Bringing Your Body Home: A Porn User’s Guide to Embodiment

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By Andrew Bauman

After a few years as a therapist, I realized that a strictly narrative-based approach toward counseling limited the depth of the work that I was able to do with my clients, especially those who were struggling with unwanted sexual behaviors. I started training with a somatic therapist to step into healing within my own body, knowing I could not lead my clients to a place I was unwilling to go myself.

During one of the first somatic groups I was a part of, I was quickly overtaken by continued grief of the loss of my son, Brave. The therapist guided me to lay on the floor. As the other folks in the group surrounded me, he talked me through a visualization of my son, as we talked and held onto each other. I wept bitterly, aggressively. He had the other people hold me as I wept. As the therapist felt for trauma in my body, he found it in my belly. As he dug into my belly with strong hands, I wailed even louder. This healing of grief was different; it was embodied. I was able to bring my body to my grief in a new way, and this new level of vulnerability opened a door for me to allow others to care for the young and tender places within me that needed love. I knew I needed to bring this new way of engaging trauma and heartache back to my clients.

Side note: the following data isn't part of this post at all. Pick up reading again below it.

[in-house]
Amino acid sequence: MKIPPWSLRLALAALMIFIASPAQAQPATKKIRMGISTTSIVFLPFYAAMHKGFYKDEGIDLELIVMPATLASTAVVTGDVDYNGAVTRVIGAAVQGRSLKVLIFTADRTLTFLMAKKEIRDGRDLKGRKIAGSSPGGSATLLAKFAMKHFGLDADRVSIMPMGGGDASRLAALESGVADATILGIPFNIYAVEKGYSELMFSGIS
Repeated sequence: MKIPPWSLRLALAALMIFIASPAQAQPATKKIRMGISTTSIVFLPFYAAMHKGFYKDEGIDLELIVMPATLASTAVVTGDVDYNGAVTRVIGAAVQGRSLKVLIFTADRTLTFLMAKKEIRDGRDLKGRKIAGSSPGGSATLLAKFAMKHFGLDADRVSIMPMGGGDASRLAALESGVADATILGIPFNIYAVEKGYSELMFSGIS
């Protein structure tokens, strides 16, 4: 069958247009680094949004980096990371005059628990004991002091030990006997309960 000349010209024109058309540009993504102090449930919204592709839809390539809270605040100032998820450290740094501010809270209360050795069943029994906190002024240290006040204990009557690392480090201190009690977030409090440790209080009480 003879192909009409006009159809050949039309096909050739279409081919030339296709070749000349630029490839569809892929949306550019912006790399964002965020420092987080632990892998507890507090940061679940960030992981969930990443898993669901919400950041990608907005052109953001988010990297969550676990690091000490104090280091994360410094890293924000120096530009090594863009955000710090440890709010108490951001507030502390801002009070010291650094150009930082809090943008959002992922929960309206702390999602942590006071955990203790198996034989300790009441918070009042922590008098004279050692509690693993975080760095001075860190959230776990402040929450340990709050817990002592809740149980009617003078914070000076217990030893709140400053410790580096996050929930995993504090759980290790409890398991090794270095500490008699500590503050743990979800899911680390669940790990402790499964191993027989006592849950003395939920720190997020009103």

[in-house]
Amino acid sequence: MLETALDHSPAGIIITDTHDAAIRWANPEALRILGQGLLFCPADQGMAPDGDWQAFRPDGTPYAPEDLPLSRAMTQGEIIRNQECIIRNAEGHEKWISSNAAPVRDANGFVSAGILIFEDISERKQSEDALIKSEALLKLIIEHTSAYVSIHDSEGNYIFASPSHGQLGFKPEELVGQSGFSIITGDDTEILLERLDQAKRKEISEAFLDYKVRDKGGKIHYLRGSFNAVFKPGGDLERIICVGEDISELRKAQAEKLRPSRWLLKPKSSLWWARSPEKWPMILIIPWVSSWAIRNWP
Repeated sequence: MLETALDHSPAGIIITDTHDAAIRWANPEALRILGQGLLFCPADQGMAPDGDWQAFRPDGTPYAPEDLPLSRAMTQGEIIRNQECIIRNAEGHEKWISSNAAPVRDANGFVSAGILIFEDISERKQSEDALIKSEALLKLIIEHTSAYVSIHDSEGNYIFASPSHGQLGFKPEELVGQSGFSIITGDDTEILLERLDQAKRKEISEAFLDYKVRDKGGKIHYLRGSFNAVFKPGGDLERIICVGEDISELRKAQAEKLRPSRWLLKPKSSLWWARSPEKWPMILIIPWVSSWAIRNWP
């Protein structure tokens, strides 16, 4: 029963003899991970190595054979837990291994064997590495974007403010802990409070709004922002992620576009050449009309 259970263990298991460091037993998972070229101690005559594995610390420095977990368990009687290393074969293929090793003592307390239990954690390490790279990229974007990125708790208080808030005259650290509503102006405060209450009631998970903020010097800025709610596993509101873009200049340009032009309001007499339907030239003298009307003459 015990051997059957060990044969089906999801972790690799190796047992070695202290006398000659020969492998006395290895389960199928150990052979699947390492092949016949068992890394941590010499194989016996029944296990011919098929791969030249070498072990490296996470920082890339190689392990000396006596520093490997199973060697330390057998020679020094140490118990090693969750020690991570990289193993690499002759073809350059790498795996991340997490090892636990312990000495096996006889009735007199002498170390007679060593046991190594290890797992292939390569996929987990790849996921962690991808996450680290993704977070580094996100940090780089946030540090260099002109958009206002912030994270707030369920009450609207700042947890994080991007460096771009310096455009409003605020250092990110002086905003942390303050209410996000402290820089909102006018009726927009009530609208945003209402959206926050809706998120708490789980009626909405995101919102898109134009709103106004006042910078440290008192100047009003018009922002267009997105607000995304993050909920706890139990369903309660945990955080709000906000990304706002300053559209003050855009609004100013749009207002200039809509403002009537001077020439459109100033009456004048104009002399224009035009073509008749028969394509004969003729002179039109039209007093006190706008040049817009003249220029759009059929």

I see bodily disconnect in nearly all of the sexual abuse survivors and porn users I work with. As a porn user for 13 years myself, I had to split with my own body in order to participate in using pornography. If I told myself the truth – that I was contributing to sex trafficking, exploitation, and violence against women – it would have been much more difficult for me to achieve orgasm. Instead, I taught my body how to disconnect and to become numb to help facilitate my pattern of arousal. I had to escape my own body. I spent 13 years disconnecting from the truth of my body, becoming disembodied, and finding ways to exist outside of myself.

I now believe liberation from unwanted sexual behaviors comes through bringing our bodies back home in healthy, present relationship to itself. In his book, The Body Keeps the Score, psychiatrist and researcher Bessel van der Kolk says:

Traumatized people chronically feel unsafe inside their bodies: The past is alive in the form of gnawing interior discomfort. Their bodies are constantly bombarded by visceral warning signs, and, in an attempt to control these processes, they often become experts at ignoring their gut feelings and in numbing awareness of what is played out inside. They learn to hide from themselves.

We must listen to the truth that our good bodies are softly whispering. Listening is a way to redeem the trauma (I believe porn use can be a form of trauma) of searing shame our bodies have bravely endured.